a) it would be rather hard to hide the fact I spend most of my time writing.
b) I need them to listen to my ideas and read my work.
and c) so I have excuses for not doing any housework and ignoring them shamefully whenever the creative urge strikes.

2. My two best friends because
a) they spent twenty years listening to me talk about wanting to be an author.
b) they spent twenty years telling me to stop being an idiot and start writing.
and c) I wanted to avoid being called an idiot for another twenty years if possible.

3. My mum because
a) she's my mum.
b) she spent many years telling me I could be whatever I wanted to be.
and c) so i could request occasional babysitting duties.

That's it. Only five people in my life know about my secret ambition. Why have I kept it such a secret?
 Well, it's always been something private, a deep, dark desire that I couldn't articulate for years for fear of being ridiculed. I've never felt comfortable talking about it and I didn't want to deal with other people's opinions.
I imagined they'd fall somewhere in between
"Ha, are you crazy? It's impossible to get published and there's no way you're talented enough. You should just give up now and save yourself the trouble."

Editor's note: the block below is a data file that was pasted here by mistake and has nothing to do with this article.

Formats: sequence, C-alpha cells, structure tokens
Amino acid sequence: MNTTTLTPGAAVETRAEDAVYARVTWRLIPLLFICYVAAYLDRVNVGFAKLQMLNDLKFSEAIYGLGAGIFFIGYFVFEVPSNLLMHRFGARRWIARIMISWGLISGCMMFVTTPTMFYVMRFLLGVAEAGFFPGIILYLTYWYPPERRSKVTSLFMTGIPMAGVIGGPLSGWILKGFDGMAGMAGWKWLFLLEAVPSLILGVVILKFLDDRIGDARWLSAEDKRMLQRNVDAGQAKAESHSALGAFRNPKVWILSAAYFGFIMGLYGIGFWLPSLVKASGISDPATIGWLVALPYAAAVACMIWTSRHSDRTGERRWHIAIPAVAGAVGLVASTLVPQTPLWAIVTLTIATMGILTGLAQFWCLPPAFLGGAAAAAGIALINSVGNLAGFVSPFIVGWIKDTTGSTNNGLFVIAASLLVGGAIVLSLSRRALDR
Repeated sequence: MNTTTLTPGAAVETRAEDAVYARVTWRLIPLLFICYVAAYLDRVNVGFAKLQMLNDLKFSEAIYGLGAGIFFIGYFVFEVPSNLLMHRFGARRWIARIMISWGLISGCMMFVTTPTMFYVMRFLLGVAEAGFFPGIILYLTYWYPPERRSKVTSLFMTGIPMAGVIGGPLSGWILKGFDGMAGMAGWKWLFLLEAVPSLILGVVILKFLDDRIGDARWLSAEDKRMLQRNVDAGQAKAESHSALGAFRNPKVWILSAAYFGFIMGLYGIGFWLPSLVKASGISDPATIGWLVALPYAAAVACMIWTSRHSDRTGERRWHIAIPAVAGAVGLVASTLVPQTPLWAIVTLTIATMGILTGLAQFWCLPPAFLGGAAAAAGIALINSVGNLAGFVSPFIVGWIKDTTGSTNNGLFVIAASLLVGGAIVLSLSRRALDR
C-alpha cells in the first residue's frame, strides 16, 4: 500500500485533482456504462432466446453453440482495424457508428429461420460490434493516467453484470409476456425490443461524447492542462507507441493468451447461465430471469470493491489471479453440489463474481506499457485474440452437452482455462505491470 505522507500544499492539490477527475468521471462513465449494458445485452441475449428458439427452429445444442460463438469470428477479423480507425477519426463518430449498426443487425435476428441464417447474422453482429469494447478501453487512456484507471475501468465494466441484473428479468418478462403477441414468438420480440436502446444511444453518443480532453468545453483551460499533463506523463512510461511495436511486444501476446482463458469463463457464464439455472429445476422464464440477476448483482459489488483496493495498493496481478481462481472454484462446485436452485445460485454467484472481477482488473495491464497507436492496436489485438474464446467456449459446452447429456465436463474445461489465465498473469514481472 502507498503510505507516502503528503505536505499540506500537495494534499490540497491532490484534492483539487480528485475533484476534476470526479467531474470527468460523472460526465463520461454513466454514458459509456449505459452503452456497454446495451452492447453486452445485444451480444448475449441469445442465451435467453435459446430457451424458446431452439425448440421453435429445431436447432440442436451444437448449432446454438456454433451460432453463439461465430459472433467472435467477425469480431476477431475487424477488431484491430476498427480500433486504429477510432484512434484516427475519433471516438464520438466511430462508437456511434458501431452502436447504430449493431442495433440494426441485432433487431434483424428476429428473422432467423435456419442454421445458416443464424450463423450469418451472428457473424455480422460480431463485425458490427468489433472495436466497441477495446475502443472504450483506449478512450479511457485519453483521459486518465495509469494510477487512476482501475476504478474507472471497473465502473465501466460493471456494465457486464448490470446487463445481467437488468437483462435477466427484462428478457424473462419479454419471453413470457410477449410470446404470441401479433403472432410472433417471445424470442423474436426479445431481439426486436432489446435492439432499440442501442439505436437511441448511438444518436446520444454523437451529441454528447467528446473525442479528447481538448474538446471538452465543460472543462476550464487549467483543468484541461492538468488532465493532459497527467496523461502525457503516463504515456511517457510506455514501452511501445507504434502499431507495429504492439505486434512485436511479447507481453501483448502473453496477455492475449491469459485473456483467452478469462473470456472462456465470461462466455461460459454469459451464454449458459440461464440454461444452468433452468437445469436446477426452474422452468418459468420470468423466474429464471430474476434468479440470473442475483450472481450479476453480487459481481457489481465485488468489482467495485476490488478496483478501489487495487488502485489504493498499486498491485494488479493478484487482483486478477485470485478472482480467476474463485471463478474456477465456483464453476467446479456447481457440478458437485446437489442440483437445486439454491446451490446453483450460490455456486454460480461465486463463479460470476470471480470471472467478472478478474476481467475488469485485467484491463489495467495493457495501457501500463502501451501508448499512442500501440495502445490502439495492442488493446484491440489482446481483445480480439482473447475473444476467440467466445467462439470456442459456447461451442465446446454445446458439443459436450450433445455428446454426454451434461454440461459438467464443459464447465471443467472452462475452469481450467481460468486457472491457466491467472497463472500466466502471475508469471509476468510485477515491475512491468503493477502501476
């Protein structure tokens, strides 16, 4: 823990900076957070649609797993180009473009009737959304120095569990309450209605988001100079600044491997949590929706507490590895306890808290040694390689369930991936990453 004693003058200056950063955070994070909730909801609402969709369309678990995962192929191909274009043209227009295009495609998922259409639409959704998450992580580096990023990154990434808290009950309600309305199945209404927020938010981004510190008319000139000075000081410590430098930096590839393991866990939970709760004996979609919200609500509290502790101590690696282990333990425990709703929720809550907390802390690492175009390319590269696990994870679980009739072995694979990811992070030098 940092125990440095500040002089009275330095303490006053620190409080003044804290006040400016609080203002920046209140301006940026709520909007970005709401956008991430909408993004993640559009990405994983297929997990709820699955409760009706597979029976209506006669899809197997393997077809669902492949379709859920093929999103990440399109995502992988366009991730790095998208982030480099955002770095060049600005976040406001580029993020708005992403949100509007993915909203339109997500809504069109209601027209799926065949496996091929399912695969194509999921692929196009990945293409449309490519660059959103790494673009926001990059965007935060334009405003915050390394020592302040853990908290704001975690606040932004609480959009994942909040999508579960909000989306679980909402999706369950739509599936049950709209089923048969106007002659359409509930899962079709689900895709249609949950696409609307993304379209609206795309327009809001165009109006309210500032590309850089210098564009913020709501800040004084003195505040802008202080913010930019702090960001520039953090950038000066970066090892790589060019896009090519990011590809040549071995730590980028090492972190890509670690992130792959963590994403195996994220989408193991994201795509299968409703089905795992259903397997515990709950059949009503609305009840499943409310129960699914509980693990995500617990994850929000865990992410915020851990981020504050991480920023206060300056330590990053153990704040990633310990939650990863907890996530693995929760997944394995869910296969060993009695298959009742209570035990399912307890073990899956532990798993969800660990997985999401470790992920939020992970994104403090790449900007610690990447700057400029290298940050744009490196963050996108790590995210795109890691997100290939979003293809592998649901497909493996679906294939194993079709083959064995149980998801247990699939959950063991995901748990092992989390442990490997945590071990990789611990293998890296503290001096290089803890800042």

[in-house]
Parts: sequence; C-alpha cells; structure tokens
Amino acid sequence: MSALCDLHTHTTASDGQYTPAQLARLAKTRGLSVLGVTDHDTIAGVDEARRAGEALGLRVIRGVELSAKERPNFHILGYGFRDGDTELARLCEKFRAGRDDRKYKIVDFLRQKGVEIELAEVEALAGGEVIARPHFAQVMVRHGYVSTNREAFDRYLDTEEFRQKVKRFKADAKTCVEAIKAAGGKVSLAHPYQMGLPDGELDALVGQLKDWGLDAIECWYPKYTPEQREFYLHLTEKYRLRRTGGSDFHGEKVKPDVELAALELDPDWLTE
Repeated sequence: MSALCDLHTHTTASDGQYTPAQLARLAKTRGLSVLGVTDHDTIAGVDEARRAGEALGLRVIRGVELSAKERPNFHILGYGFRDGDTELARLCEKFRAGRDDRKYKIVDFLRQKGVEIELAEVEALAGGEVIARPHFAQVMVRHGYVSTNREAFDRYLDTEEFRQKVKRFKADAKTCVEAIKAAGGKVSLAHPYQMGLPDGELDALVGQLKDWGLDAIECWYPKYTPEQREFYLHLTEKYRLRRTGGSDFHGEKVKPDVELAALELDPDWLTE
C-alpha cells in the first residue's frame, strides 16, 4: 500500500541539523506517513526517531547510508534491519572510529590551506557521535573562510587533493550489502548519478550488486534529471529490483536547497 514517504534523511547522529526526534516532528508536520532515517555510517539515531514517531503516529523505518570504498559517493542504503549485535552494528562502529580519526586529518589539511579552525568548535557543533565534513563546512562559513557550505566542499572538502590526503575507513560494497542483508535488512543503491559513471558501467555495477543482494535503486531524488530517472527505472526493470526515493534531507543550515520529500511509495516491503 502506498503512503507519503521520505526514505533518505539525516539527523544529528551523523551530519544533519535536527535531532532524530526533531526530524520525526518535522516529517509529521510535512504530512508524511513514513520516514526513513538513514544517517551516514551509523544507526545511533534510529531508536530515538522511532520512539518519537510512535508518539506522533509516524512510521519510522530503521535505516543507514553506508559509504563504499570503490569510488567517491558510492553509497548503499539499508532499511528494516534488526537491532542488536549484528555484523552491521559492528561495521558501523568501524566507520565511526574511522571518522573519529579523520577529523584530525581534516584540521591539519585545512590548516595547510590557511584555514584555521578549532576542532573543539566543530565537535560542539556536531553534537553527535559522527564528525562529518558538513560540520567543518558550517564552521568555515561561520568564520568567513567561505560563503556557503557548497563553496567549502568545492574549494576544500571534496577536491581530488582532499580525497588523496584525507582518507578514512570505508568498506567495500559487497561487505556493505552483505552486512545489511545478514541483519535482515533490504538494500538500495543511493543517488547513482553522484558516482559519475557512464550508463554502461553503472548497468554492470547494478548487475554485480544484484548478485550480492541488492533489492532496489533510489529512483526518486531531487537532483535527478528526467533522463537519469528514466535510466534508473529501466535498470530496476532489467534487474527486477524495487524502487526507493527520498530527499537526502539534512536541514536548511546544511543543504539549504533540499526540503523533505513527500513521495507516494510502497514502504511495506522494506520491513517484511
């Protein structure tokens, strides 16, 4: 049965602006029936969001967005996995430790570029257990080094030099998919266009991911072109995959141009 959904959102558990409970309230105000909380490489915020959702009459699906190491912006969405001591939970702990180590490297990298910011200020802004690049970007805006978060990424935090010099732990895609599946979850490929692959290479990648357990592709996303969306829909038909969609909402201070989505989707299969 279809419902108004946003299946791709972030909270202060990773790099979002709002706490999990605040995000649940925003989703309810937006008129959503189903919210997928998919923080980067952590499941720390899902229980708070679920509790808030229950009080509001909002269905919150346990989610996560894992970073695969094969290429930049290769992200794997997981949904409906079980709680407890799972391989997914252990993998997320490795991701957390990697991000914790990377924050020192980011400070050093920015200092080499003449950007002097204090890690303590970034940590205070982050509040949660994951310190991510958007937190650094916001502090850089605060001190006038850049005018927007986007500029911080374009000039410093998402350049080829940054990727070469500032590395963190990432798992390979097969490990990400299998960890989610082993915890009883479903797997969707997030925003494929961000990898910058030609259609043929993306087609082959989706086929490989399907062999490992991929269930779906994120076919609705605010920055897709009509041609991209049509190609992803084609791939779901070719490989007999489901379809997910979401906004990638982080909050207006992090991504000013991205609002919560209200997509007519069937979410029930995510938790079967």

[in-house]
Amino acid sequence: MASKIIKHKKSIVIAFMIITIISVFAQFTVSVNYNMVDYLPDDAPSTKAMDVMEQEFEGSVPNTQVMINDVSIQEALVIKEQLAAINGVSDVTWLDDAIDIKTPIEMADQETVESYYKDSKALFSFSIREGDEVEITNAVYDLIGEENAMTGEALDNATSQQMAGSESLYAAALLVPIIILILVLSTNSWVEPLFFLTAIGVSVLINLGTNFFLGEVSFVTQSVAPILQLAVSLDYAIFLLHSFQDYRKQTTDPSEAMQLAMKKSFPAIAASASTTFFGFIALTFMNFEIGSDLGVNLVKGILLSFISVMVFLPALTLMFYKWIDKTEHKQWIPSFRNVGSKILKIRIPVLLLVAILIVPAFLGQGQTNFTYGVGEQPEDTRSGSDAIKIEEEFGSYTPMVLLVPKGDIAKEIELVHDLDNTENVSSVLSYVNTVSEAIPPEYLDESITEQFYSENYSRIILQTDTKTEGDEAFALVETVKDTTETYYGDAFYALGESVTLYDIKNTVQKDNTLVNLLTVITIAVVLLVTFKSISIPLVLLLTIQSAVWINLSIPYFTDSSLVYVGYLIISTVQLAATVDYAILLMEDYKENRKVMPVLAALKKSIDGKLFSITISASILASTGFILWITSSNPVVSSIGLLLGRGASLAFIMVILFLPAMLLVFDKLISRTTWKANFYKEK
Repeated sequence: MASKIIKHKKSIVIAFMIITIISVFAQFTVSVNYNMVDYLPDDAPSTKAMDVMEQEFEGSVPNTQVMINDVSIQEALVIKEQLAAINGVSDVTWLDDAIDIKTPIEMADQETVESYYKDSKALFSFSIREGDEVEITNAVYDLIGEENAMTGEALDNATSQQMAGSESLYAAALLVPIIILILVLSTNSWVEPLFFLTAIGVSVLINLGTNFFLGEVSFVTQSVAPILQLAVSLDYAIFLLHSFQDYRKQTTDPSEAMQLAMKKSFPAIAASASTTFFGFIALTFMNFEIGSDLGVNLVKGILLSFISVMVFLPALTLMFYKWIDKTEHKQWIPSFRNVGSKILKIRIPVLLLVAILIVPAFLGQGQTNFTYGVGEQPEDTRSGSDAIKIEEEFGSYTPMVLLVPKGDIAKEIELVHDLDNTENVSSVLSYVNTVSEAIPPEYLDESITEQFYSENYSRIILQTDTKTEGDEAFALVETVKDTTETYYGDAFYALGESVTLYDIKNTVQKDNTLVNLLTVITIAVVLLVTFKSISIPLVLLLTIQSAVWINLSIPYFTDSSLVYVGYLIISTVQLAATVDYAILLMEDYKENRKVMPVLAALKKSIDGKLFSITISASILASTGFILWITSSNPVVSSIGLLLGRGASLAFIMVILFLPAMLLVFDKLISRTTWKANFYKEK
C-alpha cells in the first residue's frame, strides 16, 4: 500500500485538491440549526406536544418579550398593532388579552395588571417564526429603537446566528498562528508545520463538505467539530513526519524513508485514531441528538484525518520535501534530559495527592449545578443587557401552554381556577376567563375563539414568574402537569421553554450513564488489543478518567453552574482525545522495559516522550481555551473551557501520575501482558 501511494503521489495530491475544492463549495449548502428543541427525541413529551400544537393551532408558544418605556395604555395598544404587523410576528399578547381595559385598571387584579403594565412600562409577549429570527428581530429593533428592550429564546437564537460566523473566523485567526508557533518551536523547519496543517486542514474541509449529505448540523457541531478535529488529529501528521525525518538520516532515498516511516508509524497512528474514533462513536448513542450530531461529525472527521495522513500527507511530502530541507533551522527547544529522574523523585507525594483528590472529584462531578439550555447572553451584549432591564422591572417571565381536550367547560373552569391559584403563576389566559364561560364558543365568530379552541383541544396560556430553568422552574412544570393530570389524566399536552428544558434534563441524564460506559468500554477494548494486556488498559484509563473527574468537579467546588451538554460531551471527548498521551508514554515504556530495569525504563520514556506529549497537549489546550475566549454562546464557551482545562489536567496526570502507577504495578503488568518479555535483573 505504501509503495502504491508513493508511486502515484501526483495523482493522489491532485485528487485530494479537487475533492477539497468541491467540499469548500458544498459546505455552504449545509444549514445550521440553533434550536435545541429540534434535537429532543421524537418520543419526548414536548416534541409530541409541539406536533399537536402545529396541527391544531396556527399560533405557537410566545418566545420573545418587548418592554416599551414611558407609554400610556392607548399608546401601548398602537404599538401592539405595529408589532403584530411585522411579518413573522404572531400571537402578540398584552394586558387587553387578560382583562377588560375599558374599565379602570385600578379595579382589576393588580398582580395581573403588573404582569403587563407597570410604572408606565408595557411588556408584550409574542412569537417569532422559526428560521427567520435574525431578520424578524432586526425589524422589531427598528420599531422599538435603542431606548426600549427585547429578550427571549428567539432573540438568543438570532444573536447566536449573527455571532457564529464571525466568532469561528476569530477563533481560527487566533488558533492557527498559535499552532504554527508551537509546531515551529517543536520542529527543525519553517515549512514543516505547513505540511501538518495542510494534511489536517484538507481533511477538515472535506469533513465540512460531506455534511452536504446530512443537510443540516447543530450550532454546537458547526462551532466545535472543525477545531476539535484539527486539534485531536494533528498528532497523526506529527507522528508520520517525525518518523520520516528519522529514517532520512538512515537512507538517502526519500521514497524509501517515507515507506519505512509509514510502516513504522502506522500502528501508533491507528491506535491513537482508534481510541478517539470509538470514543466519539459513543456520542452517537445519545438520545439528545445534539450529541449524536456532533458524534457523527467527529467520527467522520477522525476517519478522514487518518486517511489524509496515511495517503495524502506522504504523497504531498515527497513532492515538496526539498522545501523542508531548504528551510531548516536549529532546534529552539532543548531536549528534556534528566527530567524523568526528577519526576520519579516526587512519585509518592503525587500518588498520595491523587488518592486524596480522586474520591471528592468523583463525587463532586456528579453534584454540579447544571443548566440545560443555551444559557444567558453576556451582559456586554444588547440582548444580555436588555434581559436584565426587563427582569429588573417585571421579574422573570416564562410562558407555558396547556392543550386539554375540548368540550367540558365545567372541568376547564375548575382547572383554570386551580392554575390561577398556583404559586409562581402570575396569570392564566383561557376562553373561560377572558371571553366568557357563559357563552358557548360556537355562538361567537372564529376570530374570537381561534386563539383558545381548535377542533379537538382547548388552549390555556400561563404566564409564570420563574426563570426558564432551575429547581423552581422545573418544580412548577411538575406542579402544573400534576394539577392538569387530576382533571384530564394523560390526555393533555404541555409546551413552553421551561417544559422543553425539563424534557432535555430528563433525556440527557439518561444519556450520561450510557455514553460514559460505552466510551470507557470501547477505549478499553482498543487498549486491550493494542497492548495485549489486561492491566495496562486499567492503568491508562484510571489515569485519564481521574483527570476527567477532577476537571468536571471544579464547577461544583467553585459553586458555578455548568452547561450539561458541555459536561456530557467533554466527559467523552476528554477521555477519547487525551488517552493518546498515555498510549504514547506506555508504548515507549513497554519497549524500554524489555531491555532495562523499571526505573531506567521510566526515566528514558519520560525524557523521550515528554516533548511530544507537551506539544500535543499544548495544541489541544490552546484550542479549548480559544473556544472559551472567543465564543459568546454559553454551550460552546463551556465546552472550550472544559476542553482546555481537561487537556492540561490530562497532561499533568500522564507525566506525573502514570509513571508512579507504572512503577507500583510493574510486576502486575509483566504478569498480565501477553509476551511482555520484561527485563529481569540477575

"Have you been published yet? No? Why not?"
"Oh anyone can get published nowadays. I'm thinking of getting my epic half a million word biography of a dancing tulip published next week."

I knew it could take years to get published and I wanted to avoid being quizzed on my progress every week and feeling the weight of expectations and disappointment bearing down on me and making my own struggle even harder.
I decided I would wait to tell everyone else until I had something concrete to pass on. I looked forward to the conversation, imagining it would go something like:

"You want to be a writer? Are you mad?"
"Yes, probably but I've been perfecting my craft for a few years and I now have an agent and a three book publishing deal so nah nah na nah nah!"